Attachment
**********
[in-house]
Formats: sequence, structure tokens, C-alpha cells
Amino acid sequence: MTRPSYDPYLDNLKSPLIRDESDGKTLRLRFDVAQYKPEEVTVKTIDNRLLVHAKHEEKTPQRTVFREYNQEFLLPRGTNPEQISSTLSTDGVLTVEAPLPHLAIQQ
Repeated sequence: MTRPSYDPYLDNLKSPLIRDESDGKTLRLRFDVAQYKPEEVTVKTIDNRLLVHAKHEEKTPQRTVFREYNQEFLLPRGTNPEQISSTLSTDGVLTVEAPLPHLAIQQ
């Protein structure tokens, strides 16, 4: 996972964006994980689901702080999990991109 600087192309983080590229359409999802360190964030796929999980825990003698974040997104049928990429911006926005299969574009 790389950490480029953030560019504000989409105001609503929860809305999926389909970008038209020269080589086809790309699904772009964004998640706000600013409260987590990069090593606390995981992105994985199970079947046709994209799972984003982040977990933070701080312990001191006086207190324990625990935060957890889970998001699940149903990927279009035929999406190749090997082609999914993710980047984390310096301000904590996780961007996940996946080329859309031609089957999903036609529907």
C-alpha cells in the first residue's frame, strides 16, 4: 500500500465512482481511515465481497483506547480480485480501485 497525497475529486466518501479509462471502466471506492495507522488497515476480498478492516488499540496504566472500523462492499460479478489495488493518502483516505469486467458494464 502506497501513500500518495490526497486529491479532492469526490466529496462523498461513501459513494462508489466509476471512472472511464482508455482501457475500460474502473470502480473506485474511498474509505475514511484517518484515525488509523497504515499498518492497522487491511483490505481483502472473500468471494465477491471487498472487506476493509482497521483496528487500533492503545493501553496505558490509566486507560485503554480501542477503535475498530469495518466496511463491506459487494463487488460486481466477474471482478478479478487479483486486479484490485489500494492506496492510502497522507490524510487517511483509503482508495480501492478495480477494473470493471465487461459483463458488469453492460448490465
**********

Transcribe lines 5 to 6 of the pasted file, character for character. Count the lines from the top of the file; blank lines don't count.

């Protein structure tokens, strides 16, 4: 996972964006994980689901702080999990991109 600087192309983080590229359409999802360190964030796929999980825990003698974040997104049928990429911006926005299969574009 790389950490480029953030560019504000989409105001609503929860809305999926389909970008038209020269080589086809790309699904772009964004998640706000600013409260987590990069090593606390995981992105994985199970079947046709994209799972984003982040977990933070701080312990001191006086207190324990625990935060957890889970998001699940149903990927279009035929999406190749090997082609999914993710980047984390310096301000904590996780961007996940996946080329859309031609089957999903036609529907």
C-alpha cells in the first residue's frame, strides 16, 4: 500500500465512482481511515465481497483506547480480485480501485 497525497475529486466518501479509462471502466471506492495507522488497515476480498478492516488499540496504566472500523462492499460479478489495488493518502483516505469486467458494464 502506497501513500500518495490526497486529491479532492469526490466529496462523498461513501459513494462508489466509476471512472472511464482508455482501457475500460474502473470502480473506485474511498474509505475514511484517518484515525488509523497504515499498518492497522487491511483490505481483502472473500468471494465477491471487498472487506476493509482497521483496528487500533492503545493501553496505558490509566486507560485503554480501542477503535475498530469495518466496511463491506459487494463487488460486481466477474471482478478479478487479483486486479484490485489500494492506496492510502497522507490524510487517511483509503482508495480501492478495480477494473470493471465487461459483463458488469453492460448490465